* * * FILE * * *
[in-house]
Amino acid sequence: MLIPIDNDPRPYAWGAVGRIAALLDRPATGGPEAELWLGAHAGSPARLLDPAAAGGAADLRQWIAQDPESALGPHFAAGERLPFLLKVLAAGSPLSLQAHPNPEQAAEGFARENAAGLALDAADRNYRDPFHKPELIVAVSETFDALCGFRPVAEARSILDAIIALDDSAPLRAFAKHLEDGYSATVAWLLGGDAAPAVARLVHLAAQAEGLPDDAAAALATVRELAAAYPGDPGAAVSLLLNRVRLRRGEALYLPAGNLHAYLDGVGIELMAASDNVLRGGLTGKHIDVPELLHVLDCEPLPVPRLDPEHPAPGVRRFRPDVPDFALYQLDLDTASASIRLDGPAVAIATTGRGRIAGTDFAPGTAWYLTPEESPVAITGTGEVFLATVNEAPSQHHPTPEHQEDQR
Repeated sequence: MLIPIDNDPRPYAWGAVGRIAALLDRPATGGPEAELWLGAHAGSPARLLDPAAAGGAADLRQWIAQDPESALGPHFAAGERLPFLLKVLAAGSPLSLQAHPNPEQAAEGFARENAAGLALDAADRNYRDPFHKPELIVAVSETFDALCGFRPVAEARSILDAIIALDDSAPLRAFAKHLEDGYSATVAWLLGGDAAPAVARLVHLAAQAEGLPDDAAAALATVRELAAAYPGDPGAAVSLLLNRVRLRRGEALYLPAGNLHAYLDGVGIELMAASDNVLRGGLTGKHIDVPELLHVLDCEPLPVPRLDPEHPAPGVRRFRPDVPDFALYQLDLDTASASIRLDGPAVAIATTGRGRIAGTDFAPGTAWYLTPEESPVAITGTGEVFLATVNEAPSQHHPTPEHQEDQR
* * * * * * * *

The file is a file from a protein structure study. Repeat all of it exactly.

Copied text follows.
[in-house]
Amino acid sequence: MLIPIDNDPRPYAWGAVGRIAALLDRPATGGPEAELWLGAHAGSPARLLDPAAAGGAADLRQWIAQDPESALGPHFAAGERLPFLLKVLAAGSPLSLQAHPNPEQAAEGFARENAAGLALDAADRNYRDPFHKPELIVAVSETFDALCGFRPVAEARSILDAIIALDDSAPLRAFAKHLEDGYSATVAWLLGGDAAPAVARLVHLAAQAEGLPDDAAAALATVRELAAAYPGDPGAAVSLLLNRVRLRRGEALYLPAGNLHAYLDGVGIELMAASDNVLRGGLTGKHIDVPELLHVLDCEPLPVPRLDPEHPAPGVRRFRPDVPDFALYQLDLDTASASIRLDGPAVAIATTGRGRIAGTDFAPGTAWYLTPEESPVAITGTGEVFLATVNEAPSQHHPTPEHQEDQR
Repeated sequence: MLIPIDNDPRPYAWGAVGRIAALLDRPATGGPEAELWLGAHAGSPARLLDPAAAGGAADLRQWIAQDPESALGPHFAAGERLPFLLKVLAAGSPLSLQAHPNPEQAAEGFARENAAGLALDAADRNYRDPFHKPELIVAVSETFDALCGFRPVAEARSILDAIIALDDSAPLRAFAKHLEDGYSATVAWLLGGDAAPAVARLVHLAAQAEGLPDDAAAALATVRELAAAYPGDPGAAVSLLLNRVRLRRGEALYLPAGNLHAYLDGVGIELMAASDNVLRGGLTGKHIDVPELLHVLDCEPLPVPRLDPEHPAPGVRRFRPDVPDFALYQLDLDTASASIRLDGPAVAIATTGRGRIAGTDFAPGTAWYLTPEESPVAITGTGEVFLATVNEAPSQHHPTPEHQEDQR